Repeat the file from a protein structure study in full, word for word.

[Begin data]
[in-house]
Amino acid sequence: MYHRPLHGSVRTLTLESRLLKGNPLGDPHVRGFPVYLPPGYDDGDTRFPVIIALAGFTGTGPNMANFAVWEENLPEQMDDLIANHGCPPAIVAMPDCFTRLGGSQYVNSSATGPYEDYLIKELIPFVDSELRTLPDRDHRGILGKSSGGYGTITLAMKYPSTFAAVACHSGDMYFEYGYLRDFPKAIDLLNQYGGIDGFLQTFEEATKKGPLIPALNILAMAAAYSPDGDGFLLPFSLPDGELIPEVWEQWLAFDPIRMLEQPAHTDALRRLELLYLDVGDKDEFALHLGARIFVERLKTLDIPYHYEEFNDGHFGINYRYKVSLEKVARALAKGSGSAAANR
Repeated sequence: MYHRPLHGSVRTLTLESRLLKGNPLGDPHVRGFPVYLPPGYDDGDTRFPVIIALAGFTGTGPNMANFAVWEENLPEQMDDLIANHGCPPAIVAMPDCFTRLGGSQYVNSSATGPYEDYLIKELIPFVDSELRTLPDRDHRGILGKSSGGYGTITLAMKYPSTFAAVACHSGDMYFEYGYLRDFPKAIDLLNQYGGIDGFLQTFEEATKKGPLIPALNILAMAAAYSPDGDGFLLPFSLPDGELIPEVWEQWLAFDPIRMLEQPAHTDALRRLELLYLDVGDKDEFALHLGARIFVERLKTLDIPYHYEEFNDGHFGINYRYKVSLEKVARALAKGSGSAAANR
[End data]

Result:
[in-house]
Amino acid sequence: MYHRPLHGSVRTLTLESRLLKGNPLGDPHVRGFPVYLPPGYDDGDTRFPVIIALAGFTGTGPNMANFAVWEENLPEQMDDLIANHGCPPAIVAMPDCFTRLGGSQYVNSSATGPYEDYLIKELIPFVDSELRTLPDRDHRGILGKSSGGYGTITLAMKYPSTFAAVACHSGDMYFEYGYLRDFPKAIDLLNQYGGIDGFLQTFEEATKKGPLIPALNILAMAAAYSPDGDGFLLPFSLPDGELIPEVWEQWLAFDPIRMLEQPAHTDALRRLELLYLDVGDKDEFALHLGARIFVERLKTLDIPYHYEEFNDGHFGINYRYKVSLEKVARALAKGSGSAAANR
Repeated sequence: MYHRPLHGSVRTLTLESRLLKGNPLGDPHVRGFPVYLPPGYDDGDTRFPVIIALAGFTGTGPNMANFAVWEENLPEQMDDLIANHGCPPAIVAMPDCFTRLGGSQYVNSSATGPYEDYLIKELIPFVDSELRTLPDRDHRGILGKSSGGYGTITLAMKYPSTFAAVACHSGDMYFEYGYLRDFPKAIDLLNQYGGIDGFLQTFEEATKKGPLIPALNILAMAAAYSPDGDGFLLPFSLPDGELIPEVWEQWLAFDPIRMLEQPAHTDALRRLELLYLDVGDKDEFALHLGARIFVERLKTLDIPYHYEEFNDGHFGINYRYKVSLEKVARALAKGSGSAAANR